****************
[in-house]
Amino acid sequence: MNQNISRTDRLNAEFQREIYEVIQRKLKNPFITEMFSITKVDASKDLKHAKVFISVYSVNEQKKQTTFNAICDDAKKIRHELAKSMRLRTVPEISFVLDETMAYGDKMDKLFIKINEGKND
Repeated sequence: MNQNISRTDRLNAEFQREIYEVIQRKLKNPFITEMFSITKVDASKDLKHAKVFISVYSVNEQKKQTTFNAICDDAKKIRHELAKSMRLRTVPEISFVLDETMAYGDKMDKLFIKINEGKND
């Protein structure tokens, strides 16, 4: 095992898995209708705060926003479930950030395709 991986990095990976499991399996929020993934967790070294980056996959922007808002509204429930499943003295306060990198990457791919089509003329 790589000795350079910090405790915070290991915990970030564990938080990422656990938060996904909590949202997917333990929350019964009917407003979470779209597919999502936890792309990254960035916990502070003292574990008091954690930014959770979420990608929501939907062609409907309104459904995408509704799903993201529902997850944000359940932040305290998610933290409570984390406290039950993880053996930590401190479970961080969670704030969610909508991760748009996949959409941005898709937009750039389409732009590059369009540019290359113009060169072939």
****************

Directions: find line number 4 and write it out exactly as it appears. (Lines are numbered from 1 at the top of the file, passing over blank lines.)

């Protein structure tokens, strides 16, 4: 095992898995209708705060926003479930950030395709 991986990095990976499991399996929020993934967790070294980056996959922007808002509204429930499943003295306060990198990457791919089509003329 790589000795350079910090405790915070290991915990970030564990938080990422656990938060996904909590949202997917333990929350019964009917407003979470779209597919999502936890792309990254960035916990502070003292574990008091954690930014959770979420990608929501939907062609409907309104459904995408509704799903993201529902997850944000359940932040305290998610933290409570984390406290039950993880053996930590401190479970961080969670704030969610909508991760748009996949959409941005898709937009750039389409732009590059369009540019290359113009060169072939």